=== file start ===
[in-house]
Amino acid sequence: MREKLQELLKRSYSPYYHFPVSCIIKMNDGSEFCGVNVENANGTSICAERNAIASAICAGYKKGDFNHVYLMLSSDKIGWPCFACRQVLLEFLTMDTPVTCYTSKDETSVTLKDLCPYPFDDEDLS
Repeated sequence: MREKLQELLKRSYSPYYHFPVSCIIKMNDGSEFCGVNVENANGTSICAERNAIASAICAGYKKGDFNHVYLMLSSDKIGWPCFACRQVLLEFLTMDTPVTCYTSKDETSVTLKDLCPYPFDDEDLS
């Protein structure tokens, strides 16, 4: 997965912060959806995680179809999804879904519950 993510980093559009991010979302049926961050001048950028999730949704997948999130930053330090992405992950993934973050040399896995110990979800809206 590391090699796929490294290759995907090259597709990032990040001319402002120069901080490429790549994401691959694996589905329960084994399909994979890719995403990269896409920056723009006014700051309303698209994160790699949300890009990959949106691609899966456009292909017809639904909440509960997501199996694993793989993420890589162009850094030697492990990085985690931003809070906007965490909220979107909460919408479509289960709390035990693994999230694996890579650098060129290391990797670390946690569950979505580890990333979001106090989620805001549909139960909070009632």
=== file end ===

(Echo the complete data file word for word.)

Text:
[in-house]
Amino acid sequence: MREKLQELLKRSYSPYYHFPVSCIIKMNDGSEFCGVNVENANGTSICAERNAIASAICAGYKKGDFNHVYLMLSSDKIGWPCFACRQVLLEFLTMDTPVTCYTSKDETSVTLKDLCPYPFDDEDLS
Repeated sequence: MREKLQELLKRSYSPYYHFPVSCIIKMNDGSEFCGVNVENANGTSICAERNAIASAICAGYKKGDFNHVYLMLSSDKIGWPCFACRQVLLEFLTMDTPVTCYTSKDETSVTLKDLCPYPFDDEDLS
């Protein structure tokens, strides 16, 4: 997965912060959806995680179809999804879904519950 993510980093559009991010979302049926961050001048950028999730949704997948999130930053330090992405992950993934973050040399896995110990979800809206 590391090699796929490294290759995907090259597709990032990040001319402002120069901080490429790549994401691959694996589905329960084994399909994979890719995403990269896409920056723009006014700051309303698209994160790699949300890009990959949106691609899966456009292909017809639904909440509960997501199996694993793989993420890589162009850094030697492990990085985690931003809070906007965490909220979107909460919408479509289960709390035990693994999230694996890579650098060129290391990797670390946690569950979505580890990333979001106090989620805001549909139960909070009632």